Rounding out the control set is the Power button, which turns on or bypasses the effect and the indicator light. The latter does more than just show that the Power switch is on. If you change Decay or Tank settings, it flashes while the impulse responses for the new setting load (it takes about a second). Similar loading also occurs when switching between presets. Therefore, UAD recommends against using standard (continuous) automation for the Decay parameter or for the switching of presets, because sonic artifacts could be produced during the loading process. It recommends using snapshot automation and only having the snapshots change when no audio is present.

Spring is here

 
An original hardware BX20E reverb unit. 

I tried the BX 20 out on many different sources, and considering it’s a spring reverb emulation, I was surprised by how much I liked it on virtually everything I tried it on. It definitely has sonic similarities to a plate reverb.

Here are some examples of it in action.

I'll start with an arpeggiated electric guitar. The first two measures of this example are dry and then the reverb kicks in. Both channels of the reverb are set to Tank A, but the volume of the reverb on Channel 2 (the right side) is higher, which accentuates the stereo effect. 

00:0000:00

I really liked how the BX 20 sounded on drums. Here, I applied it on a stereo drum loop, and this time used tanks A and B (left and right) in the setting. 

00:0000:00

Here’s another stereo patch, this one on an electric piano part. The reverb gave a nice warm sheen to the Rhodes-type piano sound. This one uses Tank B exclusively. 

00:0000:00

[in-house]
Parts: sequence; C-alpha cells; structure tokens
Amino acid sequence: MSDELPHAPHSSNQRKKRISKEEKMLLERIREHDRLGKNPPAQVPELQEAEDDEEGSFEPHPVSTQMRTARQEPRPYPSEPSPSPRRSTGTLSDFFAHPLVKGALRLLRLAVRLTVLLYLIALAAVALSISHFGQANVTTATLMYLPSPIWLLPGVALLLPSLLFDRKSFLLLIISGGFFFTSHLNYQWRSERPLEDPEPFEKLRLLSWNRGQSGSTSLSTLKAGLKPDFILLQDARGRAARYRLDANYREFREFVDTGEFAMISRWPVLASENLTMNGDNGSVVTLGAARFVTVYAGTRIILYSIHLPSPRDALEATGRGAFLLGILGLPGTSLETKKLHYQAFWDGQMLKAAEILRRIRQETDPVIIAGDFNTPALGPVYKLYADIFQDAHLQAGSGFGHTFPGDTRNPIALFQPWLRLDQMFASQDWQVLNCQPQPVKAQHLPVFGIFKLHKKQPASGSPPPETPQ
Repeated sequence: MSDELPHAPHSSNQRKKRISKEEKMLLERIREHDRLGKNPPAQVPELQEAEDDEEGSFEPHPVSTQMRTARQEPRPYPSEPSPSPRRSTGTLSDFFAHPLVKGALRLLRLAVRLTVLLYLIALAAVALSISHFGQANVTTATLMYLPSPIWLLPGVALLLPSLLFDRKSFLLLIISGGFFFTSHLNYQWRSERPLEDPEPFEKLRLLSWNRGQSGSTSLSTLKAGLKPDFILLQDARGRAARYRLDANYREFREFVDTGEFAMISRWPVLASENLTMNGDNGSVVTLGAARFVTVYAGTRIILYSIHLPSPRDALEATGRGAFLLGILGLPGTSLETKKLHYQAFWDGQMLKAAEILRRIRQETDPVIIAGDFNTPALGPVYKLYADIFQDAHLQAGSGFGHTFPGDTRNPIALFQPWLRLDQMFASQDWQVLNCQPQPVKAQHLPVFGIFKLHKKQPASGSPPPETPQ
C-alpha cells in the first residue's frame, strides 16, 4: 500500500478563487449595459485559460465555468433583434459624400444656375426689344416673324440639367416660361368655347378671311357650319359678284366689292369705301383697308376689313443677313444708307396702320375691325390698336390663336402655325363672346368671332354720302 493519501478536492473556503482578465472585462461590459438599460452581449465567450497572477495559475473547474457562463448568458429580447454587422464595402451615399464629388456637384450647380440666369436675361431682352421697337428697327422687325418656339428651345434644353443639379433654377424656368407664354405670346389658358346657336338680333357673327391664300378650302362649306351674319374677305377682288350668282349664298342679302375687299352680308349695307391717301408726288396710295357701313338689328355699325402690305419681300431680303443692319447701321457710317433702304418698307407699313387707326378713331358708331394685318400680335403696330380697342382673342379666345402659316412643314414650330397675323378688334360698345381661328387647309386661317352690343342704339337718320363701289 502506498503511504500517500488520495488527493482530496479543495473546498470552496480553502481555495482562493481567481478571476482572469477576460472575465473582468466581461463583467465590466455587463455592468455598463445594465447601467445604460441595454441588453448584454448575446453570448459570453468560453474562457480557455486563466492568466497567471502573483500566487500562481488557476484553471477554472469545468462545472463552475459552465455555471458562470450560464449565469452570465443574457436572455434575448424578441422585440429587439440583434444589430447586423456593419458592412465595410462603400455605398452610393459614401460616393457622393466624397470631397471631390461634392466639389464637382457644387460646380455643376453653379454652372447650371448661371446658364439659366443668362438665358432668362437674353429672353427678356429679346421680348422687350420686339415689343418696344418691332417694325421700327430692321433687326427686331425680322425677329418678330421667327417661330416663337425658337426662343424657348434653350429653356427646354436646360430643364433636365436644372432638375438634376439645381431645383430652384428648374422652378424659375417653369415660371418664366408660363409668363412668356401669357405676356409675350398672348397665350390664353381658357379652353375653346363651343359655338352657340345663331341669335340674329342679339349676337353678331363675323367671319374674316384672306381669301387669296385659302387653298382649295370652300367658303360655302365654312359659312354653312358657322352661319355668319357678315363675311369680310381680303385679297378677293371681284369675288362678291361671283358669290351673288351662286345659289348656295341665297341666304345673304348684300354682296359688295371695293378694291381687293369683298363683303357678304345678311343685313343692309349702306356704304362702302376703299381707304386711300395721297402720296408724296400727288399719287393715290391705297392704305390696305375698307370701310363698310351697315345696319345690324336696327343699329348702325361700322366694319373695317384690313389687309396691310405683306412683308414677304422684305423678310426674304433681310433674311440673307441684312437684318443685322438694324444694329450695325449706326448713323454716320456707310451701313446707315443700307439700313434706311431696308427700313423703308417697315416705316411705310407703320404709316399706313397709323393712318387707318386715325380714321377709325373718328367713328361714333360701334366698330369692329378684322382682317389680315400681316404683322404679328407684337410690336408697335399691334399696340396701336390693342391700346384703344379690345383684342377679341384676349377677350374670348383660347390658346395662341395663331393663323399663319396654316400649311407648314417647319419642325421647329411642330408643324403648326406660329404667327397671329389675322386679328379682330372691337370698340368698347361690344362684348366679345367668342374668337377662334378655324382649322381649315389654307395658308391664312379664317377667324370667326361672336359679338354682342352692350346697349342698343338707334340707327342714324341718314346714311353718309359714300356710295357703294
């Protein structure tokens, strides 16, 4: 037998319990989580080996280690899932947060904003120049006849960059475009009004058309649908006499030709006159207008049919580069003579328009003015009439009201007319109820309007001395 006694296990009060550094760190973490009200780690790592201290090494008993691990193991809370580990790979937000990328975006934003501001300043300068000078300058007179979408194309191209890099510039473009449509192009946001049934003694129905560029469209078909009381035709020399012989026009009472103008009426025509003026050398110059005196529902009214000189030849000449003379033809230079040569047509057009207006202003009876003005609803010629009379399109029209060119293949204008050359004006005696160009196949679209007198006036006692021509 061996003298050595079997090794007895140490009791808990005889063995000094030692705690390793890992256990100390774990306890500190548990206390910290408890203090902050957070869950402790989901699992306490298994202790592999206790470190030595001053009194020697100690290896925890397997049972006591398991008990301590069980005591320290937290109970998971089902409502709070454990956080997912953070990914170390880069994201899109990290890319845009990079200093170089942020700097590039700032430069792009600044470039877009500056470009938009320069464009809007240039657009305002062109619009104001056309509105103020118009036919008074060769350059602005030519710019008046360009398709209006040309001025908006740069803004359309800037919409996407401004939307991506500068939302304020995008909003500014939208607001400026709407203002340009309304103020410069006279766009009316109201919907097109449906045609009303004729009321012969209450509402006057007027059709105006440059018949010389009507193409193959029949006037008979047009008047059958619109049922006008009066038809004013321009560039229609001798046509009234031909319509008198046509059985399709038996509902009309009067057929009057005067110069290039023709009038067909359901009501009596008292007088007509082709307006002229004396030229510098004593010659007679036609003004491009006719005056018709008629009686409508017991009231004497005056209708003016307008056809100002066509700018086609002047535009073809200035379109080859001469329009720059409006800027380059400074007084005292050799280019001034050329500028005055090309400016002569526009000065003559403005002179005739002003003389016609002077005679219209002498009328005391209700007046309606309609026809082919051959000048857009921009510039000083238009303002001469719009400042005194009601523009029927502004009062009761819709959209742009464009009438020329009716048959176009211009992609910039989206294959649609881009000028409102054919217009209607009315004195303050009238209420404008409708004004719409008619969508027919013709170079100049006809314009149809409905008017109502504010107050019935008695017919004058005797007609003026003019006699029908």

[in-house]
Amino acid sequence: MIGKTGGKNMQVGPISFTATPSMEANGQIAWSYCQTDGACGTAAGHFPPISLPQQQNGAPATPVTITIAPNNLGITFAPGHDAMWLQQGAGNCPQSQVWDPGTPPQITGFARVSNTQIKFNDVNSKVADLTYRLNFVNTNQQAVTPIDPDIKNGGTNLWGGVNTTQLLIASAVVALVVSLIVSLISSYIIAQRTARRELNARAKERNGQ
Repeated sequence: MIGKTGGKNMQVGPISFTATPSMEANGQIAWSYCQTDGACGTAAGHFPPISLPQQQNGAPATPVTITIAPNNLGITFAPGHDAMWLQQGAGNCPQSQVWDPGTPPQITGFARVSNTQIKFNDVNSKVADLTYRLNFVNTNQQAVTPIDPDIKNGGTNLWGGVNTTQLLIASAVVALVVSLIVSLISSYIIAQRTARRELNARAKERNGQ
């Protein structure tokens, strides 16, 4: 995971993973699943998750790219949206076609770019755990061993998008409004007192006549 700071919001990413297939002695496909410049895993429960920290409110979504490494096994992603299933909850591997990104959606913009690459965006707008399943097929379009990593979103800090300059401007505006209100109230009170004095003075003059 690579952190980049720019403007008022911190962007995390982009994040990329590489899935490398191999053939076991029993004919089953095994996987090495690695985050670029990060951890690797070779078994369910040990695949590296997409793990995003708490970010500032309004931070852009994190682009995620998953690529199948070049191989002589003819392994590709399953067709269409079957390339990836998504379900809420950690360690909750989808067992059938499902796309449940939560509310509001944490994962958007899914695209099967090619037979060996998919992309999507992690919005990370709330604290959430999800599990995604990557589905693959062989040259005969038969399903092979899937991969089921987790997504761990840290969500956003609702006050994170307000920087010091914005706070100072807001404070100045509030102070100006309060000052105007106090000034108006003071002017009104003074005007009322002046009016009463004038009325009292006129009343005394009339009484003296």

I normally wouldn’t think of using a spring reverb on a vocal, but the BX 20 changed my mind. Here it is on a track featuring soloed lead and background vocals, with Tanks A and B being in the setting.

00:0000:00

Finally, here it is on a snare track in a multitrack drum mix. Again, not a place I’d normally think of using a spring reverb. 

00:0000:00

Pro presets

Thirty presets are included with the BX 20, many of which are of the “celebrity” variety; that is, created by well known UAD users. Patches are included from Patrick Carney, Vance Powell, John Paterno, Jacquire King, Dave Tozer and F. Reid Shippen. I found these patches helpful as examples or starting points, but I ended up tweaking most of the ones I dialed in, especially the Dry/Wet settings, to fit the music I was working on.

The final decay

For me, the AKG BX 20 ($199) was a very pleasant surprise. No, I wasn’t surprised that UAD made a great sounding reverb plug-in, they make lots of them. In fact the EMT 140 plate reverb is my favorite software reverb. What did surprise me was how smooth a spring reverb — that is, a spring reverb emulation — could sound, and how many sources I could use it on. If you’re looking for a different-sounding reverb, you're going to love the warm, dark, smooth, and surprisingly versatile BX 20.

If you’re already a UAD owner, you can get a 14-day fully functional demo of BX 20 (as with any UAD plug-in) after you download the v8.3 software . If you don't own a UAD hardware unit, this plug-in might make you think about getting one.

Audiofanzine's review:
Pros Cons
  • Smooth and warm reverb sound
  • Dual “tank” structure allows more sonic flexibility
  • Sounds great on a wide range of sources
  • Channel volume controls helpful for accentuating stereo effect
  • Global bass, treble and low-cut filter controls for shaping reverb tone
  • Celebrity presets show variety of setting possibilities
  • Loading time of impulse responses can cause audio artifacts when automating patches or decay times
  • Only runs on UAD hardware
Be the first to post a comment
  • Like
  • Tweet
  • Pin it
  • Submit
  • Email